Considerations for Individuals with Dementia or Alzheimer's

Alzheimer’s disease and other forms of dementia affect millions of people every year. It is a progressive, terminal disease that starts with mental decline (mild memory loss, confusion, inability to problem-solve, etc.), and advances to a point where individuals become unable to speak and walk, and are dependent on others for assistance with eating, dressing, bathing and toileting.

People with advancing dementia lose the ability to make decisions for themselves and their loved ones will need to make medical decisions for them at some point.

How Advance Care Planning Changes for Persons with Dementia

The person with dementia may:

  • Not be aware of their condition
  • Not understand the disease or how it progresses
  • Forget what you discussed or change their mind often; surprise you with new ideas or values
  • Tell different people different things
  • Become distrustful
  • Refuse to talk about their health…let alone dying
  • Refuse to sign anything
  • Agree with anything anyone tells them

Other Considerations

  • Someone will likely have to be part of the support and decision-making process much earlier and much more actively. Possibly to:
    • Deal with the pharmacy & oversee medications
    • Observe and get treatment for things that the person with dementia had a hard time identifying or denies
    • Oversee doctor visits and hospital stays
    • Make decisions about what to treat, and how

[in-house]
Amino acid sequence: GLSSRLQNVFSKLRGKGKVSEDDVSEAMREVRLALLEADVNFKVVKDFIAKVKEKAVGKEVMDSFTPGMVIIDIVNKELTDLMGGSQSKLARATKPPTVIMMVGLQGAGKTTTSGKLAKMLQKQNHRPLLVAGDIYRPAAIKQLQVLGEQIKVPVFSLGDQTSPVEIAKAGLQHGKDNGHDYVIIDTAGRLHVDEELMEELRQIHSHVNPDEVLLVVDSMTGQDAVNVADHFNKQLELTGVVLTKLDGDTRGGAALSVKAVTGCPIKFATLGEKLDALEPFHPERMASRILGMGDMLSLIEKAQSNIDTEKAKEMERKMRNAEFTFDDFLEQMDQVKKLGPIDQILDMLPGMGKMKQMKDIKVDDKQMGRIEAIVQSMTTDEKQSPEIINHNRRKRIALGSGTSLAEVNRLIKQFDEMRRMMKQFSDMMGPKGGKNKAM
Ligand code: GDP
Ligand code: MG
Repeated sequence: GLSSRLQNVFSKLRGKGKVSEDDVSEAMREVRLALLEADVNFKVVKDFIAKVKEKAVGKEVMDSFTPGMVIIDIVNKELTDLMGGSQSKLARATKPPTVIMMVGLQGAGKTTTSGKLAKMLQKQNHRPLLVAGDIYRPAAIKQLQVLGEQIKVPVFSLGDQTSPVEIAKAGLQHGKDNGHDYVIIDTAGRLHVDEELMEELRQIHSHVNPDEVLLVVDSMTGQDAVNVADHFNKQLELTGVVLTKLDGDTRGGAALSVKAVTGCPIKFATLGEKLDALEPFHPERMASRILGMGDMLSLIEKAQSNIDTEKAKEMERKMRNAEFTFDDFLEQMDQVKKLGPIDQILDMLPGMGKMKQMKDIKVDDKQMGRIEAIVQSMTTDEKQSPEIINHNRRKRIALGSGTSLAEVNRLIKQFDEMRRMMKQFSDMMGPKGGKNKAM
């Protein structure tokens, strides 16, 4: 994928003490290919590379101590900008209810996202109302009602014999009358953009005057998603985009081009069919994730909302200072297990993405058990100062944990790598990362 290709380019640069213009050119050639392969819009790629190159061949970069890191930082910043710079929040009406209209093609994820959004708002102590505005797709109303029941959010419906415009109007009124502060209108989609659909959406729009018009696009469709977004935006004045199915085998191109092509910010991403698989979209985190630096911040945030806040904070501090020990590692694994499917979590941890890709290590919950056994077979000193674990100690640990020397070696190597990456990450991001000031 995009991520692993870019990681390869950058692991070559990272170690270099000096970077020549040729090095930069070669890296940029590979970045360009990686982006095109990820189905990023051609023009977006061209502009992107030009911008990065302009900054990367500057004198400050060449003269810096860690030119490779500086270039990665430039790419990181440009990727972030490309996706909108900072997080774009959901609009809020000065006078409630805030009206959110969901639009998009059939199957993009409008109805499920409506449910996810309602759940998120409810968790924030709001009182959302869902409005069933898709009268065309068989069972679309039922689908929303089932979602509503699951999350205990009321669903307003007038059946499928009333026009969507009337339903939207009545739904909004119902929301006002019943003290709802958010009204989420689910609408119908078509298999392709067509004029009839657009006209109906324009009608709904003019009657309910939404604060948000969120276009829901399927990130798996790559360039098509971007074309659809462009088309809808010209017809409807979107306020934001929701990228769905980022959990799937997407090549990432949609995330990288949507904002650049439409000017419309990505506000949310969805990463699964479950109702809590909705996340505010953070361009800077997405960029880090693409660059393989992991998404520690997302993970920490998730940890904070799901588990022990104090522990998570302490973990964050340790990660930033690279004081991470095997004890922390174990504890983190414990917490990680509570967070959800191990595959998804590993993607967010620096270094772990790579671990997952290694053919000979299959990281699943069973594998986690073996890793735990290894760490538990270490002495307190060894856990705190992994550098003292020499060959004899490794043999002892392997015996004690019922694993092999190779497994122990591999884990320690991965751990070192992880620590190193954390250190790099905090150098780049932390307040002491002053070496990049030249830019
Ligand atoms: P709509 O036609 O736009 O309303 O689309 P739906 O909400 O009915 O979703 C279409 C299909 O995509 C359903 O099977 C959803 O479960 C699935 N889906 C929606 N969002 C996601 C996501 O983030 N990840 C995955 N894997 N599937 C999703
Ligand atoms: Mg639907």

• Steer the person to get diagnosed in the first place
    • Deal with many non-medical issues that come up

Used with permission from Adrienne Doucette & Denise Weeks. Adrienne Doucette is a companion to those with dementia, a hospice volunteer, and a passionate advocate for end-of-life planning. Denise Weeks is a caregiver, a trained advance care planning facilitator, and the author of Mantra: Repetition in the Land of Alzheimer’s.

Helpful Tools for Planning Ahead for Living with Dementia

Vermont does not have a specific dementia directive. Rather, a dementia directive can be integrated into a Vermont Advance Directive to address specific preferences regarding this disease by adding a statement “see attached dementia directive”.

The following forms have been used by people seeking to communicate specific preferences regarding dementia/Alzheimer’s.

Note: See FAQ on adding a personal statement or additional pages to a Vermont Advance Directive.

Planning Ahead for Dying With Dementia – Example Dementia Directive Forms

Dr. Gaster's Dementia Directive (Seen in the NY Times)

For a person seeking to document goals for care at each stage of the disease – mild, moderate and severe – and indicate the level of treatment they would want.

Access Form

Advance Directive Long Form

Enables you to appoint a health care agent, provide detailed instructions about your care, and includes provisions for those with mental health and/or psychiatric considerations.

Download Form

End of Life Choices – New York: Advance Directive for Receiving Oral Food and Fluids in Dementia

For a person to seeking to document their wishes about when to stop providing assistance with oral feeding and fluids due to advance dementia.

Access Form

End-of-Life Washington: Instructions for Oral Feeding and Drinking

For a person seeking to document the circumstances under which they would or would not want oral food and fluids to be provided due to dementia or Alzheimer’s.

Access Form Other Tools

The Dartmouth Dementia Directive

Designed to supplement a standard advance directive to provide guidance to your caregivers about the care you would like to receive should you develop dementia.

Access Form

To Read More about Foregoing Oral Feeding and Drinking See: